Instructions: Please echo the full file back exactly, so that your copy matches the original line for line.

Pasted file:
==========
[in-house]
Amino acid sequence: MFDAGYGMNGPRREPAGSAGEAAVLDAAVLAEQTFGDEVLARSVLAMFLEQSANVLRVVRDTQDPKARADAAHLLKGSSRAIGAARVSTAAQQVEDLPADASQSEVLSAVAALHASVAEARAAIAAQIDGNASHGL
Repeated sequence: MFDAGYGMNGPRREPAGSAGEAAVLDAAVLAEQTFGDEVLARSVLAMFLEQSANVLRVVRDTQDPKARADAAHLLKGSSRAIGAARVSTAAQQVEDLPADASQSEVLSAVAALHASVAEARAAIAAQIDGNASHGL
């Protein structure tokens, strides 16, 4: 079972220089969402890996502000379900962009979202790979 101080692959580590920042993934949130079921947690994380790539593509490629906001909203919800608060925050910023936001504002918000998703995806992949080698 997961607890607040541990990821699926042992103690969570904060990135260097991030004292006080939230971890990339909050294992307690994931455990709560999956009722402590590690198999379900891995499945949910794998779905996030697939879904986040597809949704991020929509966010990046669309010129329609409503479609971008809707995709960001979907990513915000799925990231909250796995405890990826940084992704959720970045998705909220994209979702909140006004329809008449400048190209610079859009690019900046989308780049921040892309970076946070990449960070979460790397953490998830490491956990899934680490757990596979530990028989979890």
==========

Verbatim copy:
[in-house]
Amino acid sequence: MFDAGYGMNGPRREPAGSAGEAAVLDAAVLAEQTFGDEVLARSVLAMFLEQSANVLRVVRDTQDPKARADAAHLLKGSSRAIGAARVSTAAQQVEDLPADASQSEVLSAVAALHASVAEARAAIAAQIDGNASHGL
Repeated sequence: MFDAGYGMNGPRREPAGSAGEAAVLDAAVLAEQTFGDEVLARSVLAMFLEQSANVLRVVRDTQDPKARADAAHLLKGSSRAIGAARVSTAAQQVEDLPADASQSEVLSAVAALHASVAEARAAIAAQIDGNASHGL
């Protein structure tokens, strides 16, 4: 079972220089969402890996502000379900962009979202790979 101080692959580590920042993934949130079921947690994380790539593509490629906001909203919800608060925050910023936001504002918000998703995806992949080698 997961607890607040541990990821699926042992103690969570904060990135260097991030004292006080939230971890990339909050294992307690994931455990709560999956009722402590590690198999379900891995499945949910794998779905996030697939879904986040597809949704991020929509966010990046669309010129329609409503479609971008809707995709960001979907990513915000799925990231909250796995405890990826940084992704959720970045998705909220994209979702909140006004329809008449400048190209610079859009690019900046989308780049921040892309970076946070990449960070979460790397953490998830490491956990899934680490757990596979530990028989979890």